Grayson Capps: The Lost Cause Minstrels

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With his newest release – The Lost Cause Minstrels – on the Royal Potato Family label, Grayson Capps takes his music in a new direction.  Having lived in both New Orleans and Nashville, the Alabama native recently returned home and seems to further embrace his roots. Forsaking his longtime backup band, the Stumpknockers, Capps chose members of a nearby Mobile band, Kung Fu Mama, to back him on this recording. These guys have the feel for the countrified groove Capps is after, a similar path taken by previous southern rockers. Capps seems to have found some domestic tranquility, no doubt aided by the move to Alabama with his partner, Grammy winning producer and engineer Trina Shoemaker, who produced and sings backup on the album.  Shoemaker’s voice and production is especially evident in the simple beauty of “Yes You Are”. 

At 44, Capps is coming to terms with his place in life, physically and musically. The opener “Highway 42,” provides an appropriate metaphor for this contemplation. Named for the age he was when he wrote the composition, the singer finds himself on that road, singing “Let go of the future, let go of the past, put gasoline on the present, have yourself a blast. Me I got to reevaluate my mind, the wrong ways of thinking made me damn nearly go blind.”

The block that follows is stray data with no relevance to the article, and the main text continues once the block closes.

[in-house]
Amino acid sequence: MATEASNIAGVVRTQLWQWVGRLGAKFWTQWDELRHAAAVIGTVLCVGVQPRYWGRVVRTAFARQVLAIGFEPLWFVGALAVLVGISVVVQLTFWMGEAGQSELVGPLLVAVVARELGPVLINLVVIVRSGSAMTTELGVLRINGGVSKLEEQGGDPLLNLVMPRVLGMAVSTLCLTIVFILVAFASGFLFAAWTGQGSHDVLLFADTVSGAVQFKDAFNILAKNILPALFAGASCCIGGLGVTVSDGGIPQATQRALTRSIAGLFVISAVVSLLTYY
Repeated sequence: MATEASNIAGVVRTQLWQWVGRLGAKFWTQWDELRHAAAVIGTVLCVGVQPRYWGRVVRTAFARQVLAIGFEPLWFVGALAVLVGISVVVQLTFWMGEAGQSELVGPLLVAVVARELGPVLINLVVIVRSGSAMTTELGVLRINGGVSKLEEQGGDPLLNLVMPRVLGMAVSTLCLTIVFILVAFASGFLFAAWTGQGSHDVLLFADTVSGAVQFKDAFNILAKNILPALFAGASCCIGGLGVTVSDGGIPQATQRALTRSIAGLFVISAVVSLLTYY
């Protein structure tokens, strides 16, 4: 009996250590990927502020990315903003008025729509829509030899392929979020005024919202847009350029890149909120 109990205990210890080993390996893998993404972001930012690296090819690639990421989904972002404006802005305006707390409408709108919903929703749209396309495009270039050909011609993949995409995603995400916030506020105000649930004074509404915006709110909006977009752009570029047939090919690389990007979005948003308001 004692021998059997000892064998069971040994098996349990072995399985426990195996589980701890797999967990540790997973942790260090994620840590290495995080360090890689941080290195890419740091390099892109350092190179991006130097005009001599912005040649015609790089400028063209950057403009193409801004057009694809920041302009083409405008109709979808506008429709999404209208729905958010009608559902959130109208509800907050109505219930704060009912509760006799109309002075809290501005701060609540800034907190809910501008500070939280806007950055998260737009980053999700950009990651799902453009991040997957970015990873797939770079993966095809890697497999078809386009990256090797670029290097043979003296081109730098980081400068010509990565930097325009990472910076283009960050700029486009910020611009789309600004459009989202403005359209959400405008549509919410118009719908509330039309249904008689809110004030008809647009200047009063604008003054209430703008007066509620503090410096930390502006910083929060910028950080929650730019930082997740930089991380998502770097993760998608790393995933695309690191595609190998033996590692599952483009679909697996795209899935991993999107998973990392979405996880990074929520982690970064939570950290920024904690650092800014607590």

Capps seems to be taking stock of where he is, where he’s been, and where he wants to go in the future,  content with further solidifying the ground where he’s at, as he told one interviewer, “as far…as trying to be a star, I’m done with that”. Later, In “Jane’s Alley” he offers “I’ve seen better days, but I’m putting up with these”.

Musically he’s not breaking any new ground here, perhaps deliberately trying on the tried and true country and rock formulas as a way of bringing his thoughts together as on “Coconut Moonshine” which relies on a heavy Bo Diddley backbeat and a Delbert McClinton vocal.   The Taj Mahal penned, “Annie’s Lover,” is given a little country two step with some Nashville jug band flavor thrown in for good measure. The Lost Cause Minstrels point to promising directions for Capps’ musical future, far from being the lost cause of the album’s title.

 

 

 

 

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